Mr Men and Little Miss: How a simple question by one little kid evolved into an iconic global brand
It was one of those questions that would leave most parents scratching their heads. “What does a tickle look like?”
That was the query posed by eight-year-old Adam to his dad, Roger Hargreaves.
The senior Hargreaves – with a flair for art and working in advertising at the time – immediately grabbed a pen and drew an orange character with a blue hat and very long arms, inadvertently creating the very first member of the Mr. Men series: Mr. Tickle!
The Mr. Tickle book would go on to sell one million copies in just three years. Fifty years on, Hargreaves’ books have sold over 250 million copies worldwide and are so popular, one book sells every 2.5 seconds somewhere in the world.
When Roger passed away suddenly in 1988, Adam took over the mantle – continuing to create and draw the Mr. Men Little Miss books. Having inherited his dad’s artistic flair, he has created Little Miss characters for The Spice Girls; was commissioned in 2012 by fashion designer Stella McCartney to create Little Miss Stella for a runway show; and has also delivered a range of books based on all 13 versions of Doctor Who.
Today, Japanese firm Sanrio owns the Mr. Men Little Miss brand, with Adam remaining on as author and illustrator, helping them find new avenues to keep the characters relevant to modern culture and today’s kids.
This year, the brand is celebrating its 50th anniversary and the latest two characters in the line-up are Mr. Calm and Little Miss Brave, announced recently following a global public vote.
“Having Mr. Calm and Little Miss Brave join our much-loved family of characters reflects the current consumer mood and the world we’re living in,” says Sanrio Licensing Director, Alastair McHarrie, referring to the global pandemic we’re all living through.
The new characters join over 90 Mr. Men Little Miss characters, and will be turned into classic books, available in September 2021.
“Admittedly, Mr. Calm is one of my favourites, so I’m delighted to be able to share this story with the public later this year. It’s amazing to see people are still connecting to the books after 50 years, and here’s to Mr. Calm and Little Miss Brave leading the way in shaping the brands personality for the next 50!” Adam says.
For Adam, he still can’t believe that such a simple question he asked as a young boy has gone on to evolve into a global empire that remains just as popular today.
“It was a moment of genius on my Dad’s part because there are loads of children’s characters that are personifications of toys or trains, but not emotions. Each character in the Mr. Men Little Miss series personifies a part of human nature, so we recognise ourselves in them and have an automatic affinity with them. That’s the answer to their longevity and success.”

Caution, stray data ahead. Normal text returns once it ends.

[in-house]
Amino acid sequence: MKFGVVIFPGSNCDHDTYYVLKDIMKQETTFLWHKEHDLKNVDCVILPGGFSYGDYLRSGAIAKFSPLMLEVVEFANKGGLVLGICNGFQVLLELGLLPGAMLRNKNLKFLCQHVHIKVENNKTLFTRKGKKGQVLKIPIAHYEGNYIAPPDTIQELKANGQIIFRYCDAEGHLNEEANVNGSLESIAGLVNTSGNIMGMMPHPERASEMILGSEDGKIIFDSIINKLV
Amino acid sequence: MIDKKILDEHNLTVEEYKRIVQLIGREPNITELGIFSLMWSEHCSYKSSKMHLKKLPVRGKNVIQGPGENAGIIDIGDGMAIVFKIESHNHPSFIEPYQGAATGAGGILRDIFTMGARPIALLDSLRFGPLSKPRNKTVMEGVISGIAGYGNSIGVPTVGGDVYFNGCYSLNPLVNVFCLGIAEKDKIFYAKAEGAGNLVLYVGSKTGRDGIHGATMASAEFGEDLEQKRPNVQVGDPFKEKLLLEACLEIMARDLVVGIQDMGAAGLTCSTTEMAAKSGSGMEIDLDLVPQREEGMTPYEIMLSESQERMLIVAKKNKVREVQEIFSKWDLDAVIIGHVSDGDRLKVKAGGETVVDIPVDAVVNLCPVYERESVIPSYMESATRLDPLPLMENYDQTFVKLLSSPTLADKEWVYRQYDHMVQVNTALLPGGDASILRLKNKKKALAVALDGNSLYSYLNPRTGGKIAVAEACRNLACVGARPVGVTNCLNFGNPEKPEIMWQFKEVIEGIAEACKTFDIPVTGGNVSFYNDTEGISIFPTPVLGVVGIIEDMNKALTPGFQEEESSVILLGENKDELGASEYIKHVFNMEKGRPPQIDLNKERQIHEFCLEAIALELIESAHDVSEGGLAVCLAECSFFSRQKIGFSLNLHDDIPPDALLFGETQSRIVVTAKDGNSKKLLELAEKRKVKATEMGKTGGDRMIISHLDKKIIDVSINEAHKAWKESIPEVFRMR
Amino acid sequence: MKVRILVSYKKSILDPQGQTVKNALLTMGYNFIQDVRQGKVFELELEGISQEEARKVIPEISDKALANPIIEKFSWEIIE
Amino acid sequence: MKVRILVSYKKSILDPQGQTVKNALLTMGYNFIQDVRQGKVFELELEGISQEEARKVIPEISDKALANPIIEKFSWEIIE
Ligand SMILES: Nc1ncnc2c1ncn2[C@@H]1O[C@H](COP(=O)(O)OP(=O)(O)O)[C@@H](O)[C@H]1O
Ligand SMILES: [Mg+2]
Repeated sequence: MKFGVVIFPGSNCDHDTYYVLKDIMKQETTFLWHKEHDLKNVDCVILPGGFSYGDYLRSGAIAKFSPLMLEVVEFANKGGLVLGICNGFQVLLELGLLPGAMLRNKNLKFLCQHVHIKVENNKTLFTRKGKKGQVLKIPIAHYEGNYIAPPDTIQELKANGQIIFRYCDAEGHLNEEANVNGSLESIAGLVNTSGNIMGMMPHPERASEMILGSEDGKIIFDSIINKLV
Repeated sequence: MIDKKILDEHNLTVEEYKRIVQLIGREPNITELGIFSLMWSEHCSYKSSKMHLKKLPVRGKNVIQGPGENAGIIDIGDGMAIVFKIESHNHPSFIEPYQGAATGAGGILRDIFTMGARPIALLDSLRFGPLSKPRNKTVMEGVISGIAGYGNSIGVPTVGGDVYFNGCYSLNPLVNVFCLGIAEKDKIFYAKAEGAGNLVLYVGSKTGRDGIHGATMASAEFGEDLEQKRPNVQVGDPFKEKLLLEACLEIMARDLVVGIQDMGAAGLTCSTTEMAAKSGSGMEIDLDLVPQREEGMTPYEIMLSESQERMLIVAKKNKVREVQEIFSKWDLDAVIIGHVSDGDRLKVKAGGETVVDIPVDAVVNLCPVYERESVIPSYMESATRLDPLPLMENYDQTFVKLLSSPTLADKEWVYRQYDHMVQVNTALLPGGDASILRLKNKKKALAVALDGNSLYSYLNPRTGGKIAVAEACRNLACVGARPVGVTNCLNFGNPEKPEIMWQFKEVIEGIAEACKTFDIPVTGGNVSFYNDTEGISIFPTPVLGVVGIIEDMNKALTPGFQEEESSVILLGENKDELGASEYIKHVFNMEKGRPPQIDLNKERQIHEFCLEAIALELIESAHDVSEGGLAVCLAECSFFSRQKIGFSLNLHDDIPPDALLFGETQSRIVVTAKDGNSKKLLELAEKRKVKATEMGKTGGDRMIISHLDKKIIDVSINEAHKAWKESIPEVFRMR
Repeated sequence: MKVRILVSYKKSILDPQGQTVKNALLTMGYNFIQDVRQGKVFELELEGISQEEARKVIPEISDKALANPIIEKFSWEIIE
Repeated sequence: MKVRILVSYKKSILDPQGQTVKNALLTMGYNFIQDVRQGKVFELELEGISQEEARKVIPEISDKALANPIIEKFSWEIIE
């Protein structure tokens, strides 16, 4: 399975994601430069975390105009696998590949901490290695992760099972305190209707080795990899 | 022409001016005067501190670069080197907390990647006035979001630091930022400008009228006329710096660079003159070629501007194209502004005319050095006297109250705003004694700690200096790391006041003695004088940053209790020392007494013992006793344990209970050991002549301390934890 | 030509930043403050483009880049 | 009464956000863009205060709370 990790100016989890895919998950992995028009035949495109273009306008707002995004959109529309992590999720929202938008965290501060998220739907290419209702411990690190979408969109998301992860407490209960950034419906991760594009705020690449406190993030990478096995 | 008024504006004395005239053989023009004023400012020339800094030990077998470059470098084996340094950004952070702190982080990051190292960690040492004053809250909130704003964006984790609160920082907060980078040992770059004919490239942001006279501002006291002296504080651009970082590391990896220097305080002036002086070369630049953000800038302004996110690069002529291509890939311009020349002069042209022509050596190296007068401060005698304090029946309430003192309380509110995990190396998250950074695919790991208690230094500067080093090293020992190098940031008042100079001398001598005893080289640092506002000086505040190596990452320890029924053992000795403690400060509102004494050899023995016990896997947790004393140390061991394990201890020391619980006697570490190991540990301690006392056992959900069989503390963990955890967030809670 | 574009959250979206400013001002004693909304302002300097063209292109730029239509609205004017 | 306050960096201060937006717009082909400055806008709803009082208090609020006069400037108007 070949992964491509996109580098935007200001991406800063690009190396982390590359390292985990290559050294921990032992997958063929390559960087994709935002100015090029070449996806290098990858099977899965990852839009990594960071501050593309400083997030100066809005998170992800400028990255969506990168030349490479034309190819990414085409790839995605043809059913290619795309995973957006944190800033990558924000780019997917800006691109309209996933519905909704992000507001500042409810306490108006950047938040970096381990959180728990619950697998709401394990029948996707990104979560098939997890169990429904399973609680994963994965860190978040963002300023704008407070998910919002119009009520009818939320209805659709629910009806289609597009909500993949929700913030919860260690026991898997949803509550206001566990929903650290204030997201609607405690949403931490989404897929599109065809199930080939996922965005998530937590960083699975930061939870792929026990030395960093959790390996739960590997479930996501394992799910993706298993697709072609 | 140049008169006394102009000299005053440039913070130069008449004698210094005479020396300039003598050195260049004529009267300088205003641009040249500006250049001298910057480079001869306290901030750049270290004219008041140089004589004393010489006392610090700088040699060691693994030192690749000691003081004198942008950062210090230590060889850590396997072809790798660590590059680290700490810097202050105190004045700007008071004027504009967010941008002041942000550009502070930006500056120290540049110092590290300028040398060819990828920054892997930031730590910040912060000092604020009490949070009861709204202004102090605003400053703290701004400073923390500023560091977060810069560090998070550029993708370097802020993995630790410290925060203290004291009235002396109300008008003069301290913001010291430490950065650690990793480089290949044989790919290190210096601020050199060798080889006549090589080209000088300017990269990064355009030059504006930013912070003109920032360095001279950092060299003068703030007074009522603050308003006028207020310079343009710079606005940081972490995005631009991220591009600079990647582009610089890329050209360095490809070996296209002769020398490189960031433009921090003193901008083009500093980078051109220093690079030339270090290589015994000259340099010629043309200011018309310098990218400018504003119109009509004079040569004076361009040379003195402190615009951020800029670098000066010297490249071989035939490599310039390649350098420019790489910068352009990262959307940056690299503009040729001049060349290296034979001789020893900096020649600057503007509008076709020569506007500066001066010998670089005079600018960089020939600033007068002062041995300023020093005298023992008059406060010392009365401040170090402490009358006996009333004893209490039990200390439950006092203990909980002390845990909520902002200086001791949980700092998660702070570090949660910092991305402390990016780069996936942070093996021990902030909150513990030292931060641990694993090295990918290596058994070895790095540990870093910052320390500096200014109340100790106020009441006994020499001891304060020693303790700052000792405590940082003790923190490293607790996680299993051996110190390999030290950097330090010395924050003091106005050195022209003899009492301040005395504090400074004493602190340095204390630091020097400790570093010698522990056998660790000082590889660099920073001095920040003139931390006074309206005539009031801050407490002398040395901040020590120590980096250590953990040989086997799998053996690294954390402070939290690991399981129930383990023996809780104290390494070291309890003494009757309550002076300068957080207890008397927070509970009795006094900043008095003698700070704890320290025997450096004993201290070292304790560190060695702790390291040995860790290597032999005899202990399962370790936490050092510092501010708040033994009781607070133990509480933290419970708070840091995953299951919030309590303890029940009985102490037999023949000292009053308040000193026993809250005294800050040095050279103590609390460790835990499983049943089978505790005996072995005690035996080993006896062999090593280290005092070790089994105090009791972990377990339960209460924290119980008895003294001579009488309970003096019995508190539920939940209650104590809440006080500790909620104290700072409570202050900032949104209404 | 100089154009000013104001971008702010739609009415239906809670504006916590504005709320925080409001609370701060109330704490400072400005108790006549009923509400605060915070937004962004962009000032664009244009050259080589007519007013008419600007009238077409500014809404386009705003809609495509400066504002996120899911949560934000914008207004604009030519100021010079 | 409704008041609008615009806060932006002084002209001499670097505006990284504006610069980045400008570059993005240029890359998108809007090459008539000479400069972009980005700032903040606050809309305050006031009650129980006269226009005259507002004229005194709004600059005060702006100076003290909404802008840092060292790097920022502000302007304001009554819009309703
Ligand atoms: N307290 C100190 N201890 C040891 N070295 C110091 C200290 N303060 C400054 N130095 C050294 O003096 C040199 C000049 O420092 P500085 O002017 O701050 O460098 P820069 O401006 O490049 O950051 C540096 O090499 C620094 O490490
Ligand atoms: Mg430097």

A publisher thought so, too, and in 1971 Mr. Tickle went on sale, alongside Mr. Greedy, Mr. Happy, Mr. Nosey, Mr. Sneeze and Mr. Bump. Costing only 15p each at the time, the stories were an instant success and spawned a BBC series, narrated by Dad’s Army actor Arthur Lowe.
Two years after the first’s books release, Roger was able to quit his day job to work on his publishing empire full-time. In 1981, he created 13 Little Miss books, which were also turned into television series, narrated by British actress Pauline Collins and her husband, actor John Alderton.
Sadly, Roger’s career was cut short when he died unexpectedly at the age of 53 in 1988. Adam was only 25 at the time and had chosen a completely different career path and was working as a dairy farmer.
“When Dad died, I’d gotten to a crossroads with my love of farming, but I had no inclination to be involved in the Mr. Men business creatively.”
Adam, however, was unhappy with the quality of the artwork as commercial opportunities for the brand came in, so he grabbed his father’s trademark Magic Markers and attempted to emulate his style – something that took years and years of practice.
“I went through an enormous learning curve and came to a much greater appreciation of what my father created,” he says.
Now, he likes drawing Mr. Bump the best, but loves the story of Mr. Silly.
To date, the books have been sold in 17 languages worldwide since 1971, with the top-selling books in Australia in 2020 being Little Miss Sunshine and Little Miss Hug.
“I don’t think Dad could ever have envisaged that Mr. Men Little Miss would still be around 50 years later. I often say that I think he’d be tickled pick by it.”
To find out more about Mr. Men Little Miss, or to pre-order copies of the new Mr Calm and Little Miss Brave books ahead of their September release, visit mrmen.com.
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